This activity was something that I'd wanted to do for a while, on the list of, "things to do in Atlanta." Martinis & IMAX is, just as it sounds, a martini party at an IMAX movie at Fernbank, Atlanta's science museum (think the Museum of Natural History in New York).
The evening presented several opportunities for new things (first IMAX movie, first trip to Fernbank, first time playing in a percussion drum circle made up of my own friends), all while doing something I knew I already loved to do: drink martinis.
I assumed ahead of going that like most things in Atlanta, this activity was pretty laid back and casual; so I suited up in normal summertime attire: jeans and a sleeveless shirt and headed over to Fernbank. When I got inside the museum, however, I was surprised to find it was a lot nicer than I was expecting. There were cocktail tables filling the lobby where there was an enormous dinosaur skeleton on display, a lounge singer performing with a band, and fancy cocktails being poured at bars around the perimeter of the room. I thought perhaps I should've dressed up a bit.
Emily, Scott and I met in the parking lot and hurried inside in the rain to meet Amy, Jeff and David. Fernbank offered a variety of different drinks, but Emily and I went with the old faithful, always delicious, dirty vodka martini, extra olives. We grabbed a seat and enjoyed the band for a while. And by "enjoy" I of course mean judging the lounge singer for her ill-fitting tight green dress.
We finished our drink and grabbed another before heading into the theater to watch the IMAX film, Pulse: A Stomp Odyssey. The film was made by the creators of Stomp, the stage show that, more or less, made banging on buckets entertaining. I saw Stomp years ago and was impressed at their ability to turn the super ordinary into something extraordinary.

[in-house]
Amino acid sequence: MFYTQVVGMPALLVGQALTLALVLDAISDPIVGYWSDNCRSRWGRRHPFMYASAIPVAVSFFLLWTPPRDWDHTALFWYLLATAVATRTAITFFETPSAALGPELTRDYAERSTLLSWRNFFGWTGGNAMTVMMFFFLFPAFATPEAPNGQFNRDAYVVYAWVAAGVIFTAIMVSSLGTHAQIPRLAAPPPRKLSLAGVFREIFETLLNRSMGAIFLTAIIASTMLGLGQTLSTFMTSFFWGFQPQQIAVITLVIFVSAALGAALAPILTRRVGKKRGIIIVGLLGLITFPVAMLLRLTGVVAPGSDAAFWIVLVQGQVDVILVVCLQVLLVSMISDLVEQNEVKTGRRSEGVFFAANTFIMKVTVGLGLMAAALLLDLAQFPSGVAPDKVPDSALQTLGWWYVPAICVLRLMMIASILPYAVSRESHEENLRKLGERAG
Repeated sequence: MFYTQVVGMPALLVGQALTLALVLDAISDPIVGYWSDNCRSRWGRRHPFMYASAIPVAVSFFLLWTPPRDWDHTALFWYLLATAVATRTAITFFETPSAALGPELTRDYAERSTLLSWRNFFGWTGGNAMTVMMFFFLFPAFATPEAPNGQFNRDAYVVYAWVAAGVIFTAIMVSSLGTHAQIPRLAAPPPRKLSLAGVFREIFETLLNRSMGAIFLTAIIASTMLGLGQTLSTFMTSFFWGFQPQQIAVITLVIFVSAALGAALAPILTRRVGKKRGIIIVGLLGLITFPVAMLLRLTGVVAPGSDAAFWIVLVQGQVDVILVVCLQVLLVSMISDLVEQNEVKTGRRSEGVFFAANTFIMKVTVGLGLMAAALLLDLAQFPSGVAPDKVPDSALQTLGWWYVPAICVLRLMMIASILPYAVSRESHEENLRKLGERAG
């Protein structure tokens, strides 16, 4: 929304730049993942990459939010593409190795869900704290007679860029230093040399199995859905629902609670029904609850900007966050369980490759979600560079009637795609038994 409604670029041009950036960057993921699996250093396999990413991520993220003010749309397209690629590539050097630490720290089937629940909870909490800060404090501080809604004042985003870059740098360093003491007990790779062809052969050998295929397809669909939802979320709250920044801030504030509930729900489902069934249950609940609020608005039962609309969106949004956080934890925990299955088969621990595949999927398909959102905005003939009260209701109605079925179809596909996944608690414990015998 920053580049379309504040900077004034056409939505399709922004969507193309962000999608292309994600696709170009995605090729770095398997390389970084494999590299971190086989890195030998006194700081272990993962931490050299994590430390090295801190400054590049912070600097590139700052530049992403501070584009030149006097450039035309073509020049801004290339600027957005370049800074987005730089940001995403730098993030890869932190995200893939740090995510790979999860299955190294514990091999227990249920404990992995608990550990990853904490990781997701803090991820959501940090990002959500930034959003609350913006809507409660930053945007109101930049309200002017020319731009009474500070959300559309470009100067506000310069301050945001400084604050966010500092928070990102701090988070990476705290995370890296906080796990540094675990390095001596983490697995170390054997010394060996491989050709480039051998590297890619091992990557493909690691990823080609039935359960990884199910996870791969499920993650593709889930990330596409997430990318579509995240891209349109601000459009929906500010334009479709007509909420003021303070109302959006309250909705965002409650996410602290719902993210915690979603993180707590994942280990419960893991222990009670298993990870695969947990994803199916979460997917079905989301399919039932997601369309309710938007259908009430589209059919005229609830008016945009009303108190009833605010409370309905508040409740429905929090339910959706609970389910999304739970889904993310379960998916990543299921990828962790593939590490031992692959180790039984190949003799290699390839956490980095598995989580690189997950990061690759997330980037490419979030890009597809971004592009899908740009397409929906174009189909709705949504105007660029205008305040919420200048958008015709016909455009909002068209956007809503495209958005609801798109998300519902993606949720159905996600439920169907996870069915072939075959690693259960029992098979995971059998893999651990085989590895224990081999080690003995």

When I took my seat to watch Pulse, the only difference I could see between an IMAX film and any other film I've seen is that the screen is enormous. Like floor to ceiling huge. I'm sure there are probably many other ways IMAX films are different, and I look forward to someone explaining them to me, but regardless, the mere size of the screen was enough to make this movie-viewing experience completely different from anything I'd ever seen before. I felt like I was in the movie with them. It was awesome.
Pulse is like a journey across the world, showcasing the sites and sounds of different countries. The film's description says it's a celebration of the global beat. The film stars dancers and musicians who I suspect were those kids in elementary school that couldn't sit still and were constantly tapping their feet or their pencil on their desks or twirling across the classroom. Much like myself actually.
There are drummers in Sado Island, Japan, a couple of high school marching bands who march across the Brooklyn Bridge in New York, a flamenco dancer in Granada, Spain, Native American dancers in the deserts of New Mexico, drummers in West Africa. The list goes on and on.
There is no dialogue in the film, only music (made by the stars themselves) and movement. I didn't think I could be entertained by a movie without any words, but Pulse proved me wrong. I was mesmerized by the beautiful scenery and began adding to my mental list of new places I want to visit and new dance moves I want to try, new instruments I want to play.
The night began in a very entertaining fashion, which turned out to be only the beginning of much bigger and better things to come on Day 314.
Check out the trailer for Pulse right here.
Pulse moved us so much (pun intended), we started our own impromptu drum circle in the parking lot of Fernbank. You can check that out here.
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